It’s Not All In Black and White

“Injustice anywhere is a threat to justice everywhere.”  Martin Luther King Jr

This week’s lecture with Derek was a surprise. At the beginning of the lecture we were asked to write down what we thought Race, Ethnicity and Discrimination were. I thought I would find it easy to write down what I thought each of these terms were, however when it got down to the nitty gritty of describing the difference between each one I found it difficult.

So when Derek asked us to write what we thought about each of these this is what I wrote:

Race: Where you are from and what your skin colour looks like.

Ethnicity: How you perceived yourself depending on your background.

Discrimination: isolating someone for race, age, gender and ability.

As someone who is white and from a privileged background I feel like I may turn a blind eye to some of the everyday racism that goes on.  An example of this would be when you’re with a group of people and they make racist jokes which are just classed as being funny when in reality they are being racist.  Throughout the lecture Derek spoke about different historical events one being the story of Emmett Till. Having never heard of Emmett Till and his story I found this very interesting.

Emmett Till was a 14 year old boy who lived in Chicago; he attended an all-black grammar school. In this part of America blacks were treated much more fairly. Emmett went to go visit his family in Mississippi during August 1955. After a day working in the cotton fields Emmett and his friends went to a local food store. The exact story as to what happened is unknown but what we do know is that Emmett was accused of whistling at the white female clerk (Carolyn Bryant) and touched her hand.  The female clerk was the wife of the store owner Roy Bryant. Four days later Emmett Till was brutally beaten up and shot in the head by Bryant and his half-brother J.W. Milam. After killing Emmett, Bryant and Milam took his body and dumped it in to the Tallahatchie River, he was only identified because of the ring he had on which had is dad’s initials on it. Emmett’s mum opted for an open casket so that people could see how brutally Emmett was beaten. Over the course of 5 days over 100,000 people went to Chicago to see Emmett’s body.  Roy Bryant and J.W. Milam were put on trial in front of an all-white, all male jury. Even with the protests and out cries of people all over the country, the jury still let Bryant and Milam leave unscathed with the trial only lasting 67 minutes. At the beginning of 1956 Roy Bryant and J.W. Milam admitted to their crime by going to a magazine, they were protected by the double jeopardy laws which meant they didn’t get jail time and they got paid $4,000. The most shocking detail about this crime is in 2017 Carolyn Bryant admitted to making up the whole story. Emmett Tills death may have had an impact on the civil rights movement but like a lot of the people who died trying to fight for better lives, he died unnecessarily.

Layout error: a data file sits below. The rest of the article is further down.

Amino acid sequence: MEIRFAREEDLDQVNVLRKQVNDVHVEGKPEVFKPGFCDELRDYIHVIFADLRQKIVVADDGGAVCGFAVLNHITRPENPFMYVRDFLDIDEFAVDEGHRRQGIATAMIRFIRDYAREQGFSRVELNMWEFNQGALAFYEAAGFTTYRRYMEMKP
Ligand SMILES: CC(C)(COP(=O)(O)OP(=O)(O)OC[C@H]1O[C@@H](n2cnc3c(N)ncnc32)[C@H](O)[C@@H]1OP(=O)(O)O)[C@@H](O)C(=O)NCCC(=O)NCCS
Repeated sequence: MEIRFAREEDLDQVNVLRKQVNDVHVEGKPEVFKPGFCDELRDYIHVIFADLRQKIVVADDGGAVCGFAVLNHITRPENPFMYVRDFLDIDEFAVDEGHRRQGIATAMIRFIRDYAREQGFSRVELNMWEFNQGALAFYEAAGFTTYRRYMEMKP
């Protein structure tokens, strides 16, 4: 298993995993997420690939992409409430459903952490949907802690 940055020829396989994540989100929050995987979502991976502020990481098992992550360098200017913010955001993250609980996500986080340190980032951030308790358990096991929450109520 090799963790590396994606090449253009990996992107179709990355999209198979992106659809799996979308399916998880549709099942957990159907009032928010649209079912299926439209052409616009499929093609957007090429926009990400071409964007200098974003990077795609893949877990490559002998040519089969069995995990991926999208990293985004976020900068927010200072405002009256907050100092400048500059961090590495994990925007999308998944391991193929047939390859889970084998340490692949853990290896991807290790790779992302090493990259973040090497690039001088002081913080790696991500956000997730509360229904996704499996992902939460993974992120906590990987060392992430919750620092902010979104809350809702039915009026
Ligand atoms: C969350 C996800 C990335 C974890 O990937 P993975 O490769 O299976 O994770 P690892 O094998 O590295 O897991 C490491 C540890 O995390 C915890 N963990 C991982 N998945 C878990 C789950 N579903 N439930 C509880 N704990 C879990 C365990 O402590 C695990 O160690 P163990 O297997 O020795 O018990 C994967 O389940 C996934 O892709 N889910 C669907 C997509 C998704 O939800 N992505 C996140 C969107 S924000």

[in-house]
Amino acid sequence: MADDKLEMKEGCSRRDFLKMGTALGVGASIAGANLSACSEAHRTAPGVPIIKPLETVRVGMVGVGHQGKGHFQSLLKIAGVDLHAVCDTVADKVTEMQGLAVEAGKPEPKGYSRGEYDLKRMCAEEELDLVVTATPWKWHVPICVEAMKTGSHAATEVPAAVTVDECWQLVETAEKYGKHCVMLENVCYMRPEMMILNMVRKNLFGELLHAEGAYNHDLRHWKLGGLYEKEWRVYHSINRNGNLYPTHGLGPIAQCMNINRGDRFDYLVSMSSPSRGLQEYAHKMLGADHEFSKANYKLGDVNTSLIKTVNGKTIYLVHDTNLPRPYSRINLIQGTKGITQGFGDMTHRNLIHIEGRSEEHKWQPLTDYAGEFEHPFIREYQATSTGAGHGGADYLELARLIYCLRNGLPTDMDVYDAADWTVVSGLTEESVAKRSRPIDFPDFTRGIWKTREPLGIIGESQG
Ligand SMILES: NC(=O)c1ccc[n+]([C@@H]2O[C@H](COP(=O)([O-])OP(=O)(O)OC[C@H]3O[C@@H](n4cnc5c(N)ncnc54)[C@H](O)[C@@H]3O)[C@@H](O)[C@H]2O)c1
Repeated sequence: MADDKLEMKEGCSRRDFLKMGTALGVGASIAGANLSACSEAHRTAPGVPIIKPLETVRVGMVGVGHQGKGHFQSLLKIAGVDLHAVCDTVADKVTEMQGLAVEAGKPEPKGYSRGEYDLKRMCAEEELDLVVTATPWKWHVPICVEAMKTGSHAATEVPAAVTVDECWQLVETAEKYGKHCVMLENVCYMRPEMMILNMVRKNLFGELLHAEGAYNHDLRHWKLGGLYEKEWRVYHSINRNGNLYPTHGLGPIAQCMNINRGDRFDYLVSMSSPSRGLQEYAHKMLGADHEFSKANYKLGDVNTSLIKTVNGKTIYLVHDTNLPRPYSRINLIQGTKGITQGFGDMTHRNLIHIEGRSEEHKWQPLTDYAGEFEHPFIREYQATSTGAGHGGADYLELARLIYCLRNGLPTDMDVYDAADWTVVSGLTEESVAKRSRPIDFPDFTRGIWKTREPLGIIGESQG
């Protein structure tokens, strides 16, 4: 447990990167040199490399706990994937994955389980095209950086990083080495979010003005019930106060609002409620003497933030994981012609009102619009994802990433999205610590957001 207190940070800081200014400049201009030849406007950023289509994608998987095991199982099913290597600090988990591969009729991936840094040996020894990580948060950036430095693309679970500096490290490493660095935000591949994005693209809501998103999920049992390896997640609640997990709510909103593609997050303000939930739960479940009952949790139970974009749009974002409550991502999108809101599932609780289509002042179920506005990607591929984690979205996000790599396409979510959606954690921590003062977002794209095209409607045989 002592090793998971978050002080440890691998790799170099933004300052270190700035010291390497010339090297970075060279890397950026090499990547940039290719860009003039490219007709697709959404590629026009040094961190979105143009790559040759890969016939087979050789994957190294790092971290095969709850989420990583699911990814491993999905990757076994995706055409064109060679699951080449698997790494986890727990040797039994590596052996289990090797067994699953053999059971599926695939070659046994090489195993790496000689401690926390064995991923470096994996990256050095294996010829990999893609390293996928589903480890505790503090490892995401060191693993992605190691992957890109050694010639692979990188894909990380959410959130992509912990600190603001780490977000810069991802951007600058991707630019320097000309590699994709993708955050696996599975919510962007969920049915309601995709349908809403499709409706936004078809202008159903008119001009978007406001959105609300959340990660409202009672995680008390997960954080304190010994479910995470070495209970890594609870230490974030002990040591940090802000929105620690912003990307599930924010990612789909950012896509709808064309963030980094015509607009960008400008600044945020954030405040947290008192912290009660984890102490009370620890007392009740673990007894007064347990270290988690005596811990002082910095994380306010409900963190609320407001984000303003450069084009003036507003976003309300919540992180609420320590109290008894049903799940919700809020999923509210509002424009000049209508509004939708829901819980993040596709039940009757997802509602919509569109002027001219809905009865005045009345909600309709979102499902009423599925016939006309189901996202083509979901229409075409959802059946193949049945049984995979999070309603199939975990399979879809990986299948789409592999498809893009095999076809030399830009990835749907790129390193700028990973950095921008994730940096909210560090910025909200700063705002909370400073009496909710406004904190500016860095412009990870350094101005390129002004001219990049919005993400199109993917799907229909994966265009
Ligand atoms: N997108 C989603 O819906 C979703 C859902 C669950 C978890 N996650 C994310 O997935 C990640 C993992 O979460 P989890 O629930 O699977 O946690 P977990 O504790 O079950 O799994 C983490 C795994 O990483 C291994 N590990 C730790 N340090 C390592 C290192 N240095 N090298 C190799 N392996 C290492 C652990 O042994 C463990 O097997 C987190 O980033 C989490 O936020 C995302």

The quote at the beginning of my post is one of my favourites from Martin Luther King Jr.

“Injustice anywhere is a threat to justice everywhere.”  Martin Luther King Jr

I remember learning about him in school. The quote is still so relevant as it doesn’t matter how hard we try to fight for equal rights people who are against it will pass down their views to their children. We are then forever stuck in this circle of hate.

Until the lecture I don’t think I realised how bad racism still is in today’s society. Derek showed us a video on a protest which took place in Charlottesville (USA) 2017. Throughout the video it shows racism that I honestly didn’t think still happened and even what seems to look like a hit and run. The thought that events like these are still happening around the world has really made me think about how little racism I thought was going on.

The lecture with Derek really has shown me that racism is a major issue in our society and no matter what we do unless we change our mind sets we can’t move forward and move on to a better way of life for everyone. Putting this in to practice as a teacher is going to be especially important to make sure all children have an equal opportunity.


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